OSLI Retina

September 2020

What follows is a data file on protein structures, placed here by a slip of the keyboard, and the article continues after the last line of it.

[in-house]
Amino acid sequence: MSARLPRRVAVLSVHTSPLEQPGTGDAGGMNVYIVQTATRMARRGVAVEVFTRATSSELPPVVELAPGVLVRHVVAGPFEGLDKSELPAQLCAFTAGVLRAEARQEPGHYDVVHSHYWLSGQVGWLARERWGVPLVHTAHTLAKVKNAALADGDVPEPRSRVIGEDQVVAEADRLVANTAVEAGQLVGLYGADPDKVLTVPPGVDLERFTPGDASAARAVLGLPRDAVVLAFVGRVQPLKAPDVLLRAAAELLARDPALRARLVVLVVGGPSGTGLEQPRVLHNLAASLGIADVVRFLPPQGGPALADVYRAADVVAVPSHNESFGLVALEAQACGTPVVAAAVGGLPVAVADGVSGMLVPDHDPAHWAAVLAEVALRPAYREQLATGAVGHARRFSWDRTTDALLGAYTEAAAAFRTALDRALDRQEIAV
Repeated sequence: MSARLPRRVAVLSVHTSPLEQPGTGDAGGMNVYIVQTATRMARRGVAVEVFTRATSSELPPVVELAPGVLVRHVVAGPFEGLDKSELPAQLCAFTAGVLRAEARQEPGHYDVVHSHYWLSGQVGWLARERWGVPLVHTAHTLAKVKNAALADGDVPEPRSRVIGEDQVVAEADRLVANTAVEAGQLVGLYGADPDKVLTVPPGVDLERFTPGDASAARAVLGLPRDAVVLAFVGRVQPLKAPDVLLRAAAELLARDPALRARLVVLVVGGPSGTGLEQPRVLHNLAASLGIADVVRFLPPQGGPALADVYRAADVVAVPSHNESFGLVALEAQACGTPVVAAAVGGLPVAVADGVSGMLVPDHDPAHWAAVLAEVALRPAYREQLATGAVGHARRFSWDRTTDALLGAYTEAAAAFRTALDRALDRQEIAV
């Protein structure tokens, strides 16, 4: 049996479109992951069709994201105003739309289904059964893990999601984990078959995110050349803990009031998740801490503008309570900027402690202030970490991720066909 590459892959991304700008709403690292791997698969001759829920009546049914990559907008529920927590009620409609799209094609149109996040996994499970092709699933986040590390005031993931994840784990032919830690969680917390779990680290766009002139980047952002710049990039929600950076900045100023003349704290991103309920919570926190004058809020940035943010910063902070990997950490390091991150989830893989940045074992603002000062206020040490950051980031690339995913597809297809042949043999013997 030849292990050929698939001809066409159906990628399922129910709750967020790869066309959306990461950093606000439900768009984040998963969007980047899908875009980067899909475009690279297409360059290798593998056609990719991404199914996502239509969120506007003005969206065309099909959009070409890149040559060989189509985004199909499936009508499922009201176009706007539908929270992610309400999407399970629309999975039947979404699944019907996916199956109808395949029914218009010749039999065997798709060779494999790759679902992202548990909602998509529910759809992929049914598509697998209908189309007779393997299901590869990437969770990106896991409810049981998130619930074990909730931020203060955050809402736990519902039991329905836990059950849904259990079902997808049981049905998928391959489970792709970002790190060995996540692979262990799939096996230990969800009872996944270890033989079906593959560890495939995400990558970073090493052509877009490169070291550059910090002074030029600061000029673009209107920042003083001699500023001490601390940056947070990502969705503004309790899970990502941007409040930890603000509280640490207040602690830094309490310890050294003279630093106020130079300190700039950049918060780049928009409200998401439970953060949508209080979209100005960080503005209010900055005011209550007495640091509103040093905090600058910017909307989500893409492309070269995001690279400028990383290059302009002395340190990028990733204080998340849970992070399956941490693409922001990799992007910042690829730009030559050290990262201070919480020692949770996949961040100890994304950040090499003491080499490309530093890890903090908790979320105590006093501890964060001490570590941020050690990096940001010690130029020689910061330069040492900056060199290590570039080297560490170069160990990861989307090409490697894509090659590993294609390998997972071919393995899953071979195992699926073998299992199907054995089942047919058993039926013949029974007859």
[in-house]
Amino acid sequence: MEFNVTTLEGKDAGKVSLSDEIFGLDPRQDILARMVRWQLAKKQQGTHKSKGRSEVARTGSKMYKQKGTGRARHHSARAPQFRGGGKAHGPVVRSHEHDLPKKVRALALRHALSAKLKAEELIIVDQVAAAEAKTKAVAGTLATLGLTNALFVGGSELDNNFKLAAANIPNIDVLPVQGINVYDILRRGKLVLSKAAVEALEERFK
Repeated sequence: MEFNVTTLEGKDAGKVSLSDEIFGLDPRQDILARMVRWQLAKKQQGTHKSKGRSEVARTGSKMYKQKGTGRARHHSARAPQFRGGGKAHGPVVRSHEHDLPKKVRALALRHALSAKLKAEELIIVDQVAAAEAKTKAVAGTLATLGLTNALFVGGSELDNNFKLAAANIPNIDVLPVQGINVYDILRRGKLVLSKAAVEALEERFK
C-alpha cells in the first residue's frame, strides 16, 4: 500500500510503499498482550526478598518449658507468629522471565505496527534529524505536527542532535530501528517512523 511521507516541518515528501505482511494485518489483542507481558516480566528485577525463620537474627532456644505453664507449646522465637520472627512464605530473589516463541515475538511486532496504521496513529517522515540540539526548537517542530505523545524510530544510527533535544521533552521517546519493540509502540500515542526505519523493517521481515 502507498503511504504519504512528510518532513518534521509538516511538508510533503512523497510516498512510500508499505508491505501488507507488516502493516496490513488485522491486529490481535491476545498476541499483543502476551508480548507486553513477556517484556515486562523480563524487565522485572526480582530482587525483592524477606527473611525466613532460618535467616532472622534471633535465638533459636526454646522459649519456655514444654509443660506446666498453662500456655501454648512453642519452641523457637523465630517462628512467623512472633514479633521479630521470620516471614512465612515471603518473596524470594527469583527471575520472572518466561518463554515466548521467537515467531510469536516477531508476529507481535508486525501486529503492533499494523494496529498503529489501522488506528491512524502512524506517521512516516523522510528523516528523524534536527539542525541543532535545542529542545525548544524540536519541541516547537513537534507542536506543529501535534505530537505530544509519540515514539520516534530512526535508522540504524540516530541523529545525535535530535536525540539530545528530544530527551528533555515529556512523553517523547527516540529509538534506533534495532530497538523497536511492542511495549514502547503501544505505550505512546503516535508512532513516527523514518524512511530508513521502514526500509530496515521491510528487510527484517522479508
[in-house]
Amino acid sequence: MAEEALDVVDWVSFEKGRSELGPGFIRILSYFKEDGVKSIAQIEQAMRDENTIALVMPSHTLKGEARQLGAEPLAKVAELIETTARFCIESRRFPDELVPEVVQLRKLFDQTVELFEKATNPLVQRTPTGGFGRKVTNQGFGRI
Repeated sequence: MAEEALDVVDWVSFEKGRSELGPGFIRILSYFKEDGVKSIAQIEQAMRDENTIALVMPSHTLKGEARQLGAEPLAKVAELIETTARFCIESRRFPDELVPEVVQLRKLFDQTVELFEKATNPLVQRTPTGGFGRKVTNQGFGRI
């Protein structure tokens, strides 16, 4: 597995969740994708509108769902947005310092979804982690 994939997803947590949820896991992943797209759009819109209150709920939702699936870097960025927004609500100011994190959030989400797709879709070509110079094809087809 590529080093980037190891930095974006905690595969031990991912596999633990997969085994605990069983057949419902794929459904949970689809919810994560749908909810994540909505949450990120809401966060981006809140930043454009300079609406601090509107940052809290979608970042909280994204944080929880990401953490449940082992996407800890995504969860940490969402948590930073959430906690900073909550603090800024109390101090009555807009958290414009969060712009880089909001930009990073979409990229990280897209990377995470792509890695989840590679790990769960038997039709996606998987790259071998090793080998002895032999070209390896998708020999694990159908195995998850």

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September 2020 ยท Vol. 51, No. 9 523 of the vitreous cavity postoperatively. 10 This model demonstrated that variation in axial length and the size of the eye does not appear to significantly alter the gas concentration required. 10 Another influencing factor on gas behavior and total fill is the aqueous outflow ability of the eye. This is important because gas requires aqueous to leave the eye to allow it to fully expand and form a complete tamponade. It has been shown that eyes with ocular hypertension have a reduced trabecular meshwork outflow and uveoscleral outflow rate, and therefore it is possible that such patients could have a reduced maximal gas bubble size. They therefore run the risk of being under-filled at the time of sur- gery with the inherent risk of reduced tamponade time. 11 This has the potential to adversely affect sur- gical outcome in certain situations. Furthermore, drugs such as apraclonidine (Iopidine; Novartis, Basel, Switzerland), which alter aqueous dynamics, theoretically may influence gas dynamics. We have further improved our mathematical model to control for aqueous fluid dynamics and quantify its effect on required gas concentrations to achieve 100% fill. In particular, we were interested in assessing the effect of ocular hypertension and apraclonidine treatment on gas dynamics. Figure 1. Model predictions after injection of 20% SF 6 or C 3 F 8 following vitrectomy. Change in gas volume with time after injection of 20% SF 6 or C 3 F 8 (at different concentrations) following vitrectomy. For each of the eyes considered, measurements reported by Jacobs et al. are shown as a symbol, whereas the prediction made using our model is shown as a continuous line of matching grayscale. 14 An average eye volume of 7.2 mL was assumed, unless the maximum volume reported in the original paper was larger, in which case it was used instead. The initial volume being unknown, it was set to 90% of the first measurement to allow for gas expansion.

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